The major domestic political event was the Chancellor’s Autumn Statement. This has now morphed into a mini-budget so it will take a while to fully unpack precisely what Osbo’s proposed changes add up to. But he no doubt anticipated that he’d grab the headlines with the combination of the reaffirmation of his faith in the voodoo of austerity and the return of the debt-fuelled growth that got us into this mess in the first place. The OBR lent Obso a hand in the bid to dominate the front pages when it calculated that his sums imply that by 2018 spending on public services will be reduced to levels not seen since 1948.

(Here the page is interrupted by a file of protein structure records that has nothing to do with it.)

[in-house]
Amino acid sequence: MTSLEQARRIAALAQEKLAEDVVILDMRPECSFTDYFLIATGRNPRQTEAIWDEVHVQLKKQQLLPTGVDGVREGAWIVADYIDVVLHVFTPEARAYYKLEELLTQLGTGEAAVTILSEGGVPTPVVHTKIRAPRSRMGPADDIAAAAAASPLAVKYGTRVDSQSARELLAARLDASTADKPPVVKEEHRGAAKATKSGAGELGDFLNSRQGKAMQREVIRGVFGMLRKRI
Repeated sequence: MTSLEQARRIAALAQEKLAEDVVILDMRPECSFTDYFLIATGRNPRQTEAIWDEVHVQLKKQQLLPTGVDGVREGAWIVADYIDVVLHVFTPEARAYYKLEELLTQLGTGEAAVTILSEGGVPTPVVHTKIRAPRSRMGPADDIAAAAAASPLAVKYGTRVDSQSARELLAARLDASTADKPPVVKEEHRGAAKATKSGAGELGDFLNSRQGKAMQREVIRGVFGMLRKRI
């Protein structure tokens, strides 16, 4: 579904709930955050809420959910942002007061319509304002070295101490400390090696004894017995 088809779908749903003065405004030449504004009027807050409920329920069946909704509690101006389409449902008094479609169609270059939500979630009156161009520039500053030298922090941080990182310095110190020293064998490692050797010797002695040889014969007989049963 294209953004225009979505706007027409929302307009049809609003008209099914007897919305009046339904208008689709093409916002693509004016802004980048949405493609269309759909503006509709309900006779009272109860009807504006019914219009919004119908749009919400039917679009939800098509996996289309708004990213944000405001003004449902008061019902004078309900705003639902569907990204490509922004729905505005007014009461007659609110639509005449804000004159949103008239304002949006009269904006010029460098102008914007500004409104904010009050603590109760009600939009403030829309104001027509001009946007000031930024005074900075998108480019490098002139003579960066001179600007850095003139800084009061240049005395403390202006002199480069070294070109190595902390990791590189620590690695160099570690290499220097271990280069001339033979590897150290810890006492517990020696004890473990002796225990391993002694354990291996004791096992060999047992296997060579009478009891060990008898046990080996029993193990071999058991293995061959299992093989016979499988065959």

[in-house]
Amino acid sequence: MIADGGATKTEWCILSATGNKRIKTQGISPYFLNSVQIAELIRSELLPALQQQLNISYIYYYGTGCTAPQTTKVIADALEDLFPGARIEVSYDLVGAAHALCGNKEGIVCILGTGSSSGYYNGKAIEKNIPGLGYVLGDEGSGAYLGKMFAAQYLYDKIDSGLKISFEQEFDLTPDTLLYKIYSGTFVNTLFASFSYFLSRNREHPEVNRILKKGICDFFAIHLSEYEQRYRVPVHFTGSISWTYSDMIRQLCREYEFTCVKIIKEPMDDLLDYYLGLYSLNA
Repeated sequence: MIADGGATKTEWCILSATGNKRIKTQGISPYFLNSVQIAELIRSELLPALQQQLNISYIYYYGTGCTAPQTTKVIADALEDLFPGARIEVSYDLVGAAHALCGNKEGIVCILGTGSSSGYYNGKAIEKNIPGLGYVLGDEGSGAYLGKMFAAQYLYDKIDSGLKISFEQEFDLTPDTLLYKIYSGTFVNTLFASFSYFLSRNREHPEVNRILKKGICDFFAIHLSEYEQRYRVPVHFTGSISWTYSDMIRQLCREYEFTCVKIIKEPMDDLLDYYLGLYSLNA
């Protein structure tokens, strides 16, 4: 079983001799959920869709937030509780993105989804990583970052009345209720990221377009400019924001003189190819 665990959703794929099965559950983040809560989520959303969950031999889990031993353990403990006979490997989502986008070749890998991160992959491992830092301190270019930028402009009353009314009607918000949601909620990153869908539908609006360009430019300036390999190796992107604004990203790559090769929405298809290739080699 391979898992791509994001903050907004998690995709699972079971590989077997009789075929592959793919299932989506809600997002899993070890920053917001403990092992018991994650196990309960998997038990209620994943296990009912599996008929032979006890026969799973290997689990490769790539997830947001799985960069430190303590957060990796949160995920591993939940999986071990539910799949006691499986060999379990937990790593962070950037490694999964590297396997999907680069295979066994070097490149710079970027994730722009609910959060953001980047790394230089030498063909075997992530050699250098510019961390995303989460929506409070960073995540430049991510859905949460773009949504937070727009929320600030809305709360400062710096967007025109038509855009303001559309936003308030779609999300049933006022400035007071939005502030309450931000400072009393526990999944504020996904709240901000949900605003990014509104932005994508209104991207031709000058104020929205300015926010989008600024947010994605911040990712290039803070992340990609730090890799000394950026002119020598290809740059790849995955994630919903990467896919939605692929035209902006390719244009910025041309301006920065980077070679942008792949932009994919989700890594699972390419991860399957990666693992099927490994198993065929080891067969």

Commentators were quick to point out that a year or two ago Cameron was assuring us that deficit reduction was as a necessary evil – as painful for him as it was for those directly affected and only being undertaken to get the public finances back on an even keel. Over the last few weeks, with contributions from Cameron, Johnson and now Osborne, we are witnessing the gradual exposure of the ideological nature of the Tories’ austerity project. The pretence has been abandoned. It’s some sort of revolting market fundamentalist dance of the seven veils. [Read more...]